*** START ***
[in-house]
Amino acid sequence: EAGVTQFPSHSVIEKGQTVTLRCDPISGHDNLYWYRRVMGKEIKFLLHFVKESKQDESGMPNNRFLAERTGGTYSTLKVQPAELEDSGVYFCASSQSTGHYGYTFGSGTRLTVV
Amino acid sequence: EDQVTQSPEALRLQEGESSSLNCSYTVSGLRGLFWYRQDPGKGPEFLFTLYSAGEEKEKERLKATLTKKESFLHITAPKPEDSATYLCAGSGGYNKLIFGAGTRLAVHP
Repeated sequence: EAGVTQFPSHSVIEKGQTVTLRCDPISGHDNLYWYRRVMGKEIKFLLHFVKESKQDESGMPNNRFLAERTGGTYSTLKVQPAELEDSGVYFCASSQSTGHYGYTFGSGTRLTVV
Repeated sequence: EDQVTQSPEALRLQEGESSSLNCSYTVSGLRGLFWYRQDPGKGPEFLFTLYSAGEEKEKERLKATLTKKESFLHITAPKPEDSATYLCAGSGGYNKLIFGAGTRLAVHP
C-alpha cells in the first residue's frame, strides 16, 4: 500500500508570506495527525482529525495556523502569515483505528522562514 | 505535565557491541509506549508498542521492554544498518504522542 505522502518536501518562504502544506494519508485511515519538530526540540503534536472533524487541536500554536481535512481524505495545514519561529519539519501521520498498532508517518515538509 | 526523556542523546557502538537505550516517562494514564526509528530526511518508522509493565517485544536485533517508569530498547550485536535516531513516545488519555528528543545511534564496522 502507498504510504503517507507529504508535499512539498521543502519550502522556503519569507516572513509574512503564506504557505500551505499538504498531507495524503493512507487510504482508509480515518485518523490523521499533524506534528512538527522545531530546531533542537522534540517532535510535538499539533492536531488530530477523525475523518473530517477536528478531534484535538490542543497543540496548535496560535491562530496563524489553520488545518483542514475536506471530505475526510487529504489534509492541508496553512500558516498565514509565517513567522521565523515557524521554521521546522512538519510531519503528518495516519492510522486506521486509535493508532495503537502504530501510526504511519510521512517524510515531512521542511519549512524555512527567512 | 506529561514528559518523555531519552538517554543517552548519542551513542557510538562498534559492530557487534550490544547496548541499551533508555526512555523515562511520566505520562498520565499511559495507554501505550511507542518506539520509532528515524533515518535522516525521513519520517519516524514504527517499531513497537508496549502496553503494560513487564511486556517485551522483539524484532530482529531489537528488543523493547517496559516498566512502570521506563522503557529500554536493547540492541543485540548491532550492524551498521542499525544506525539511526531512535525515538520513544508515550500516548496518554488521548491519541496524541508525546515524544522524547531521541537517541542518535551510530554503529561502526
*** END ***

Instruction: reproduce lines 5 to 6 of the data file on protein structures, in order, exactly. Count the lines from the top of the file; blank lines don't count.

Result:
Repeated sequence: EDQVTQSPEALRLQEGESSSLNCSYTVSGLRGLFWYRQDPGKGPEFLFTLYSAGEEKEKERLKATLTKKESFLHITAPKPEDSATYLCAGSGGYNKLIFGAGTRLAVHP
C-alpha cells in the first residue's frame, strides 16, 4: 500500500508570506495527525482529525495556523502569515483505528522562514 | 505535565557491541509506549508498542521492554544498518504522542 505522502518536501518562504502544506494519508485511515519538530526540540503534536472533524487541536500554536481535512481524505495545514519561529519539519501521520498498532508517518515538509 | 526523556542523546557502538537505550516517562494514564526509528530526511518508522509493565517485544536485533517508569530498547550485536535516531513516545488519555528528543545511534564496522 502507498504510504503517507507529504508535499512539498521543502519550502522556503519569507516572513509574512503564506504557505500551505499538504498531507495524503493512507487510504482508509480515518485518523490523521499533524506534528512538527522545531530546531533542537522534540517532535510535538499539533492536531488530530477523525475523518473530517477536528478531534484535538490542543497543540496548535496560535491562530496563524489553520488545518483542514475536506471530505475526510487529504489534509492541508496553512500558516498565514509565517513567522521565523515557524521554521521546522512538519510531519503528518495516519492510522486506521486509535493508532495503537502504530501510526504511519510521512517524510515531512521542511519549512524555512527567512 | 506529561514528559518523555531519552538517554543517552548519542551513542557510538562498534559492530557487534550490544547496548541499551533508555526512555523515562511520566505520562498520565499511559495507554501505550511507542518506539520509532528515524533515518535522516525521513519520517519516524514504527517499531513497537508496549502496553503494560513487564511486556517485551522483539524484532530482529531489537528488543523493547517496559516498566512502570521506563522503557529500554536493547540492541543485540548491532550492524551498521542499525544506525539511526531512535525515538520513544508515550500516548496518554488521548491519541496524541508525546515524544522524547531521541537517541542518535551510530554503529561502526